The World Today for April 18, 2022
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Twilight of the Gods
The island of Jersey, a British territory and tax haven in the English Channel, recently froze $7 billion of assets owned by Russian oligarch Roman Abramovich. That’s around half the Chelsea football club owner’s wealth, noted Fortune. He’s been ordered to sell the team too, by the way. At around the same time, France seized an Abramovich-owned chateau worth nearly $100 million, added Insider.
British officials also seized $13 billion worth of assets owned by two other Russian oligarchs, CNBC reported. Germany recently confiscated the world’s largest yacht – almost 1,700 feet long – from a fourth oligarch, wrote Agence France-Presse. The boat was worth around $600 million. Cyprus has also stripped citizenship from four Russian billionaires who had qualified for the Mediterranean island nation’s “golden passport” program, which gave residency documents to high-flying investors, according to Radio Free Europe.
A breathtaking list of seized wealth can be viewed here in this CNN story.
The crackdown in response to Russian President Vladimir Putin’s invasion of Ukraine brings a good run for these rich and powerful Russian men to an end.
As the Australian Broadcasting Corporation explained, Abramovich and other jet-setting Russian tycoons took advantage of the chaotic days after the fall of the Soviet Union in the 1990s to buy up state-owned companies that were being privatized. Supporting ex-President Boris Yeltsin and his successor, Putin, they used political favoritism and corruption to cement their gains and secure more sweetheart deals.
As the Russian oligarchs grew rich, ordinary Russians experienced economic shocks, poverty and decreasing life expectancies.
When Putin sought to consolidate power after he became acting president in late 1999, oligarch Mikhail Khodorkovsky, who was critical of Putin’s regime, coincidentally ran afoul of the law. Jailed for 10 years, he fled the country after Putin pardoned him in 2013. The arrest and imprisonment sent a signal to the oligarchs that they should fall in line or face the power of the state.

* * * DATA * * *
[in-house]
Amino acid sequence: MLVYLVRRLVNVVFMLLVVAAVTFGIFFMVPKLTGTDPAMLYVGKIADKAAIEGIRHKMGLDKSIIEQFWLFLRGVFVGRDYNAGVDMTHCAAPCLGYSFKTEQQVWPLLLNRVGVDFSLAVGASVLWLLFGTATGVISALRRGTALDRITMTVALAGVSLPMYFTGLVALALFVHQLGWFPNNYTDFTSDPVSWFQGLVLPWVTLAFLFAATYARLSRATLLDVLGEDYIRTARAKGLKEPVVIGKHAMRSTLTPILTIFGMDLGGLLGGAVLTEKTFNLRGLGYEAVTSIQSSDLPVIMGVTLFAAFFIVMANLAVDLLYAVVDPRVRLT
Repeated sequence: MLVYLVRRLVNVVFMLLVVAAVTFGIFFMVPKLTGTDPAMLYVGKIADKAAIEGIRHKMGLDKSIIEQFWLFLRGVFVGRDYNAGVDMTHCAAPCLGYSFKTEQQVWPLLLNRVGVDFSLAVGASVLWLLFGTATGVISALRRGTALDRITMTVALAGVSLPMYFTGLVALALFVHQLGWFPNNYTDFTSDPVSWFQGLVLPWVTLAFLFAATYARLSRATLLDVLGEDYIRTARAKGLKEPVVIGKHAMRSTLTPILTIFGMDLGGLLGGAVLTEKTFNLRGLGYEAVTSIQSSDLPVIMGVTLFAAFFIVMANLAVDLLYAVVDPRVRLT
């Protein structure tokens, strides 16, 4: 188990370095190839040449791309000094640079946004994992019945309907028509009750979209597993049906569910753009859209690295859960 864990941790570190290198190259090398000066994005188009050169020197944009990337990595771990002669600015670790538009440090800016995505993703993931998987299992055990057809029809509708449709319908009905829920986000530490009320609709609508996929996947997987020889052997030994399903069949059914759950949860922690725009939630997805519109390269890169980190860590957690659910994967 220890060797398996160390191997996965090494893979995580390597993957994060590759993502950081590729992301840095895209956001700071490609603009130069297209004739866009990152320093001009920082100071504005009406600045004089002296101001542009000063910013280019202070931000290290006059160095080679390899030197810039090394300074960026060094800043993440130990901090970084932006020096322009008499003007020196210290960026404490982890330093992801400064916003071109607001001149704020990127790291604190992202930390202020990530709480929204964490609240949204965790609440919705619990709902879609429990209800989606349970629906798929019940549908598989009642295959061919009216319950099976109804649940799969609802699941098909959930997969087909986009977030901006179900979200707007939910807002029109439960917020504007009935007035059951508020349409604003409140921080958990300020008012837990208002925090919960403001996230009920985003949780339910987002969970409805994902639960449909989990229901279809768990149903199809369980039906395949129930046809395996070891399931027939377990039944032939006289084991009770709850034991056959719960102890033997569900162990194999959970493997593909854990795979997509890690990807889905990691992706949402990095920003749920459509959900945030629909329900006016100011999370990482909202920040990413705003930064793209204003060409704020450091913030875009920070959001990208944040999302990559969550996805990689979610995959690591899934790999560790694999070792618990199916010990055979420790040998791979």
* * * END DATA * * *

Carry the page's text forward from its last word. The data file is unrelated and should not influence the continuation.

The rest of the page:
Today, Khodorkovsky, who lives in exile in London, regularly pleads with other oligarchs to rise up against Putin, the Washington Post wrote.
His appeals might be prescient. The era of the oligarchs might be over, argued Bloomberg. Dependent on an international financial system that allowed them to move ill-gotten gains from poor Russia to tony properties in London and elsewhere, the oligarchs now face tough sanctions and a dragnet that is stripping them of their wealth.
They enabled. They tolerated. Now they pay.
THE WORLD, BRIEFLY
Holy Days, Bloody Days
ISRAEL/ WEST BANK & GAZA
Palestinians and Israeli police clashed at the Al-Aqsa mosque compound in Jerusalem over the weekend, the latest unrest that has followed an uptick in violence in recent weeks that has raised concerns over a wider conflict, the New York Times reported Sunday.
Sunday’s clash was the most recent skirmish between Israeli authorities and Palestinians at the site, considered holy for both Jews and Muslims. It came a few days after more than 150 Palestinians were injured in scuffles with police.
On Friday, Israeli officials said police arrested hundreds of Palestinians. They added that the violence started after Palestinians began throwing stones and other objects at police and at worshippers at a nearby Jewish prayer area of the Western Wall in the Old City after Ramadan morning prayers, according to Reuters.
Palestinian witnesses, however, said that a small group of Palestinians hurled rocks at police – who allegedly entered the compound in force – and set off a larger fray, the Associated Press noted.
The Al-Aqsa mosque is the third holiest place in Islam, and it is situated on a hilltop in Jerusalem’s Old City that is also the most important site for Jews, who refer to it as the Temple Mount because it was the location of Jewish temples in antiquity.
For decades, the area has been a major flashpoint for Israeli-Palestinian violence.
The weekend clashes came amid a recent wave of violence that began last month: A series of attacks by Palestinian assailants killed 14 people in Israel, prompting Israeli forces to carry out military raids and arrests across the occupied West Bank. At least 25 Palestinians have been killed in operations.